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Is Gen Y the most pampered generation in history?


It ceases to surprise that so many “experts” are now employed as consultants to advise bosses on suitability of Gen Y candidates for their firm.

Lisa Belkin in a lively story for the New York Times (July 26 2007 “When Whippersnappers and Geezers Collide?”) quoted one of the legion of consultants saying ‘Gen Y is the most pampered generation of all.’

There is broad agreement that the oldest of the Gen Y-ers, those nearing their 30s, don’t work as hard as their Gen X parents. Indeed, Lisa Belkin hit on memorable words. “Gen Y are as single-minded in their search for (work life) balance as their parents were in their quest for success.”

An Australian funds management firm after a market survey on Gen Y-ers concluded in November 2007 that 83 per of Gen Y women planned to live off their partner after they turned 50. In the new balance of the sexes, 73 per cent of Gen Y men also planned to do the same.

The joke is that with the divorce rate quickening, one in three marriages go on the rocks for Aussies, and for Americans one in two, who is going to be left to pick up the bills.

Scrooge is dedicated to a return to the old fashioned virtue of saving and not using your plastic cards, at least for the coming Christmas shopping spree.

Perhaps it is too scary to expect the pampered, creative, internet savvy Gen Y to save. There is a similarity with alcoholics. They need their first drink to settle their nerves, before they say they will stop after the next drink.

Don’t be like the drunk, just stop spending.

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The scary financial story and Gen Y

A scary financial story. It is about the excessive greed of the largest financial institutions in America and Europe, which has bounced back on them, leading to a potentially massive loss of net worth.

They created very dangerous toxic securities, virtual time bombs ready to explode. The joke is that some of the bombs are beginning to explode in their face.

We are talking of a minimum of US$100 billion and a maximum of US$ 500 billion, more likely to be around US$250 billion, which will have to be written off. Just think of the number of Ipods, Iphones and all the other gizmos you could buy with all that pile.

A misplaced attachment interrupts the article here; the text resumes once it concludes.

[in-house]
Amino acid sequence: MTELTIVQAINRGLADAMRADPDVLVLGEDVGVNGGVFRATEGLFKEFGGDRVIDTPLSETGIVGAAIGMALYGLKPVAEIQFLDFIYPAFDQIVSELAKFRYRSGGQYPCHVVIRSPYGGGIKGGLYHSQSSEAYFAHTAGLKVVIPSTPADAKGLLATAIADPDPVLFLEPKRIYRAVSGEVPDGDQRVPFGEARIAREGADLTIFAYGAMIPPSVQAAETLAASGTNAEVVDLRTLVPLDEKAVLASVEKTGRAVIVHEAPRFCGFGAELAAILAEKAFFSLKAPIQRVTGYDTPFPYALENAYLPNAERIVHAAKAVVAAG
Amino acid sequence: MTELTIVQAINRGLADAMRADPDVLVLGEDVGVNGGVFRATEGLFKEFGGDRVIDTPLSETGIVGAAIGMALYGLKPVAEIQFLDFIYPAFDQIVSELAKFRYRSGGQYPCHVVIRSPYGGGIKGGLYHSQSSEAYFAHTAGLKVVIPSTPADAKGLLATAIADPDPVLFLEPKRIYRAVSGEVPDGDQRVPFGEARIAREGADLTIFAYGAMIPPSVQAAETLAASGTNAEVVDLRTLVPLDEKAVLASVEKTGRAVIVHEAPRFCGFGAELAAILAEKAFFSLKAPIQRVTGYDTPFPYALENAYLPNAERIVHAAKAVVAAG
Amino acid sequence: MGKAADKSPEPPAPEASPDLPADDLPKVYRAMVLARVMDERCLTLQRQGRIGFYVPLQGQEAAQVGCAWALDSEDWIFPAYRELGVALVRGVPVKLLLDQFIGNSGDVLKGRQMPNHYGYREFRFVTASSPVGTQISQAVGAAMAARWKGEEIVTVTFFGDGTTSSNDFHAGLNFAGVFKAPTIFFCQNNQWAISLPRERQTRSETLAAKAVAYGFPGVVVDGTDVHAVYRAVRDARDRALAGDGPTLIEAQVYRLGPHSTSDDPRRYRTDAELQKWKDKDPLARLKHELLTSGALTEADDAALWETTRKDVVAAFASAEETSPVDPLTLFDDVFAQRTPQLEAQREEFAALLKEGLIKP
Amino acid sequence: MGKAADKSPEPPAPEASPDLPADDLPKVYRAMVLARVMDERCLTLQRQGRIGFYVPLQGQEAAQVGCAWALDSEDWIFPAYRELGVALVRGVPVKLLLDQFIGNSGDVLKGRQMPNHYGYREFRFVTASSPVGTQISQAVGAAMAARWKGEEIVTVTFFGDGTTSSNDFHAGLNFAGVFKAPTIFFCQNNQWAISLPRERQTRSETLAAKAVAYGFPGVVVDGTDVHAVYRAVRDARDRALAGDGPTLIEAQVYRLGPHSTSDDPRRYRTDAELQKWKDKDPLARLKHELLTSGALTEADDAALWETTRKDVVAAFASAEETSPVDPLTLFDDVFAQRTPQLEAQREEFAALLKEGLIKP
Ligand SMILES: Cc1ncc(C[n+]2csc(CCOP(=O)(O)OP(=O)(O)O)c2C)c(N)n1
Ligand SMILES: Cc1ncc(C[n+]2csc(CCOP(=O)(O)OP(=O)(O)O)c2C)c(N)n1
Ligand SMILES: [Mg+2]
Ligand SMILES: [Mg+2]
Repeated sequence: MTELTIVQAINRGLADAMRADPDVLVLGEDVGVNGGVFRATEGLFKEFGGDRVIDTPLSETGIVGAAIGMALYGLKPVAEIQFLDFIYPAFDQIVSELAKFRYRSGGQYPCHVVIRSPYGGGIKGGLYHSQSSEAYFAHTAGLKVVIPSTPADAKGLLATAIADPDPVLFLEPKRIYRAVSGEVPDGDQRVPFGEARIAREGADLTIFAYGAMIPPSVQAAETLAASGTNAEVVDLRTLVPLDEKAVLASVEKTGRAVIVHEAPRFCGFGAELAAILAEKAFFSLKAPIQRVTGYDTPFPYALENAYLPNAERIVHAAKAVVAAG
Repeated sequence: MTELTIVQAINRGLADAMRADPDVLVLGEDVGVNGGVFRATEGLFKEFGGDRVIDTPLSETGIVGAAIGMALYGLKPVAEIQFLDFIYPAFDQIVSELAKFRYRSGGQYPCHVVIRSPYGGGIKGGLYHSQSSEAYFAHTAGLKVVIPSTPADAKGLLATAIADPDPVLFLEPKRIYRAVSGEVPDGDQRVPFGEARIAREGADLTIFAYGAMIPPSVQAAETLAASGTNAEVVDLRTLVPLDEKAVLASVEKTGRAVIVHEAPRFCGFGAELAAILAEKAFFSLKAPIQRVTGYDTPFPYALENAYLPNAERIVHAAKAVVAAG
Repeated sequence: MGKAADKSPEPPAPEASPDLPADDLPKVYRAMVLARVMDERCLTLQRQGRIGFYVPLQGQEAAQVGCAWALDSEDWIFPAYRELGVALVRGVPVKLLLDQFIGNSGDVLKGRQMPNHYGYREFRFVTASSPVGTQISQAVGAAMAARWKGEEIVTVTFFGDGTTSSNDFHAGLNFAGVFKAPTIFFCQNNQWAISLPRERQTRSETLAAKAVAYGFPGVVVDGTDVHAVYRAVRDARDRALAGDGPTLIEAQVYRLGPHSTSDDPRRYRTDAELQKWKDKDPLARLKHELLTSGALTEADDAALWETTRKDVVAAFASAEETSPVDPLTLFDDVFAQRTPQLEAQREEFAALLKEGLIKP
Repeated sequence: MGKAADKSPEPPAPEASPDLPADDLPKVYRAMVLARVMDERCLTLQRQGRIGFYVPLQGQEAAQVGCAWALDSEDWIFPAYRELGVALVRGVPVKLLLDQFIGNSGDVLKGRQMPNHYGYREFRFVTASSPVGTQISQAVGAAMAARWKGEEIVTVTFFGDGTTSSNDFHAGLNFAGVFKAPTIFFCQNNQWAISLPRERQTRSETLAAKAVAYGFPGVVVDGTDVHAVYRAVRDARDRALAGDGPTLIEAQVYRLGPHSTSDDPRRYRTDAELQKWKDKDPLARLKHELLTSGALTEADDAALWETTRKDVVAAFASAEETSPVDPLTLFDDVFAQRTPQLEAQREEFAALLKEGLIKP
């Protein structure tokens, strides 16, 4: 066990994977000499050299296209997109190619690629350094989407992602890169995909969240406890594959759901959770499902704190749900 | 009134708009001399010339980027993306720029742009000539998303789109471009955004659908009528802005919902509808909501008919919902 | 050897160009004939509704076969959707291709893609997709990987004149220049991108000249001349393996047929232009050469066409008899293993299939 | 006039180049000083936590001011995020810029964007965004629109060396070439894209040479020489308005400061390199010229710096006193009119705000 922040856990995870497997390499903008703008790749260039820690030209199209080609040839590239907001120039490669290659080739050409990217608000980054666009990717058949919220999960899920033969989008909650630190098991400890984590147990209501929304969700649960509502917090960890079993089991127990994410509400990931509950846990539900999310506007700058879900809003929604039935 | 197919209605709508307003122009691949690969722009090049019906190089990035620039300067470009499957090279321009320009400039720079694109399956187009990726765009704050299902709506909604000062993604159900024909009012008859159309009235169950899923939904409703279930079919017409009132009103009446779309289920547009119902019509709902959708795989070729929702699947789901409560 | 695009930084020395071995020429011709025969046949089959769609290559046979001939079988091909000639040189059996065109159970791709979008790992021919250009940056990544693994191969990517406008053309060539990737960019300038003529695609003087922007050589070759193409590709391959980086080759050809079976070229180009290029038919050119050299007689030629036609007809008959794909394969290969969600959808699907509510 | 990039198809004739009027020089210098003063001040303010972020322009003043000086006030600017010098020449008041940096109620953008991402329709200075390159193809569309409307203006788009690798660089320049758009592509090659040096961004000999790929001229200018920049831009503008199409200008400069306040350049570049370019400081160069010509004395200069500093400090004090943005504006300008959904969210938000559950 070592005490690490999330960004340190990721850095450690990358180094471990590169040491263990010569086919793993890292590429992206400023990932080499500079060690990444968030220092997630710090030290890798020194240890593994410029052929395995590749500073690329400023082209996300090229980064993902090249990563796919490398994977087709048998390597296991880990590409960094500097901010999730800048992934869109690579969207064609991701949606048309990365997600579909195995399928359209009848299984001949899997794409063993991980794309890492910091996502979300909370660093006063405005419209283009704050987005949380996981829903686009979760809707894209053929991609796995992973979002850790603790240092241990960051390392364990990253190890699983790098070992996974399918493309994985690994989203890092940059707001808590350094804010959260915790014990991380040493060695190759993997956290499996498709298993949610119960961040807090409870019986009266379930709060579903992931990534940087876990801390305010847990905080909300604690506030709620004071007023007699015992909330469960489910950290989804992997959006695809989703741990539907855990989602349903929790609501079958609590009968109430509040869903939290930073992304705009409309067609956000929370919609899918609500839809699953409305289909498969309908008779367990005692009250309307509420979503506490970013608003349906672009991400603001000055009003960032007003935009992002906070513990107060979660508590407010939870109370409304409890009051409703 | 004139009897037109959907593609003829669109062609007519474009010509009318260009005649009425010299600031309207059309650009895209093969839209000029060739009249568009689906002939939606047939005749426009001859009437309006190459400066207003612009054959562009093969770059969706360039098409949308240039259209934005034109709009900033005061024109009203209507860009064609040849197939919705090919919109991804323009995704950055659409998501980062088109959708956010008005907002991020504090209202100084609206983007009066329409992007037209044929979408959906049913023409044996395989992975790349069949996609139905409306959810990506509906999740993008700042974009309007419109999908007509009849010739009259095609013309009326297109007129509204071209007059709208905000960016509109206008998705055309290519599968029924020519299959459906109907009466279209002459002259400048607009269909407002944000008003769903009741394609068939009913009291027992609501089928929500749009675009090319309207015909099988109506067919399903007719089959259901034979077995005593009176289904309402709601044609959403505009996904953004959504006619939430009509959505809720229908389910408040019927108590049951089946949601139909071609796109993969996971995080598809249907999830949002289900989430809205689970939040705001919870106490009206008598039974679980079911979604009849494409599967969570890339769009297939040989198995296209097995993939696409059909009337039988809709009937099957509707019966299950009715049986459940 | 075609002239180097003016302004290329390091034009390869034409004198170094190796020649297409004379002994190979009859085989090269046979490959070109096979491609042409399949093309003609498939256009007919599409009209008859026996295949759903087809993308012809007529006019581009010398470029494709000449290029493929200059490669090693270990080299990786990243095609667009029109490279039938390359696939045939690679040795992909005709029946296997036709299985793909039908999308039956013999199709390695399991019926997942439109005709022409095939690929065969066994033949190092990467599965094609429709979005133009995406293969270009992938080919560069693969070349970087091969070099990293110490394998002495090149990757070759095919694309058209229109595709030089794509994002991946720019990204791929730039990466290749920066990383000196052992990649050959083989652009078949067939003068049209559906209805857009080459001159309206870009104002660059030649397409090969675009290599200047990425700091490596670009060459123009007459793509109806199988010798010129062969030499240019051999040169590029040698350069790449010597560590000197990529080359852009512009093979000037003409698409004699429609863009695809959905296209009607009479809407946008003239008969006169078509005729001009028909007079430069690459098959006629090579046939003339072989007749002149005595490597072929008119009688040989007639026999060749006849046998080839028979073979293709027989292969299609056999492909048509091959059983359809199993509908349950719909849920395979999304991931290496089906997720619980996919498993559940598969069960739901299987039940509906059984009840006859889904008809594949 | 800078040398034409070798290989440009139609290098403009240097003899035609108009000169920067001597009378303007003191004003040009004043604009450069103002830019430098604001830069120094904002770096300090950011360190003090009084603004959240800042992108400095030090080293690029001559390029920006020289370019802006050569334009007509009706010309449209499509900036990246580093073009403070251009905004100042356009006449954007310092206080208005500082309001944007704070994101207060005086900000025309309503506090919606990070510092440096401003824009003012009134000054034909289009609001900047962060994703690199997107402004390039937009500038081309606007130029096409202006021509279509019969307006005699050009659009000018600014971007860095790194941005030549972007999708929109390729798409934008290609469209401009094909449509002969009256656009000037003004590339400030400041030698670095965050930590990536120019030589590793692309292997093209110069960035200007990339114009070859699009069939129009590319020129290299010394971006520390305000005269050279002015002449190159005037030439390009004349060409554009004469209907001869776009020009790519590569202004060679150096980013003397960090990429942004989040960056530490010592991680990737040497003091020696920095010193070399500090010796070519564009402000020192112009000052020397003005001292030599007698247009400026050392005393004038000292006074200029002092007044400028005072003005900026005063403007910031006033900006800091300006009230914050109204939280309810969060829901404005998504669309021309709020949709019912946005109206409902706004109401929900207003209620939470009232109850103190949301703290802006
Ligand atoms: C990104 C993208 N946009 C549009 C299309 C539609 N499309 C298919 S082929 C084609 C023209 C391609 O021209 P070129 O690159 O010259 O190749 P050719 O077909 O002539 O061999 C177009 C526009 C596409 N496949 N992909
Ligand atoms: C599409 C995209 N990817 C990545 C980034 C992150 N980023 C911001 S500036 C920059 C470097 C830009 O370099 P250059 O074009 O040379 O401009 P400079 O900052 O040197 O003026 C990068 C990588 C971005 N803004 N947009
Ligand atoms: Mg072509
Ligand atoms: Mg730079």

Gen Y-ers, those born between 1979 and 1998, so that the older ones are around 28, the highly creative digital generation, tech-savvy, their playground the internet, but a bit irresponsible as well.

One Newsweek writer described them as “Narcissists in Neverland”-working less, volunteering more, and financially very dependent on their parents.

What does the coming financial mess mean for Gen Y?

Only this.  If your parents begin to find their securities fall more heavily in value than they expected, and are left short, they may fall short in continuing to support you.

Now, isn’t that scary!

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Being Scrooge at this time!

The Scrooge Approach is all about trumpeting old fashioned values like saving, being prudent, doing things for others.

Boring stuff I hear you say. Sure is, but that’s life for you.

Americans, Canadians, Australians, Irish, New Zealanders like to spend and spend. They like to spend rather than save.

But the big prize for spending and not saving goes to the Americans. They top the list. The good old US of A is in hock to the rest of the world, big time, the world’s biggest debtor to other countries. And George Bush keeps spending other people’s money.

Scrooge would like you to refrain from using your plastic this Christmas time. You don’t have to destroy your credit cards, just lock them away for the festive season.

You, Gen Y-ers, the creative digital users turned on by Photoshop, Flash, Dreamworker etc show your skill in design and impress your folks with the results. You say you’re creative. Well prove it.

For a US economy teetering on the edge of a recession, with the greenback tanking, and the smart money moving to China and other Asia, there is only one thing to do. Save don’t spend. And if your folks think of you as skinflinted, blame it on Scrooge. He can take it.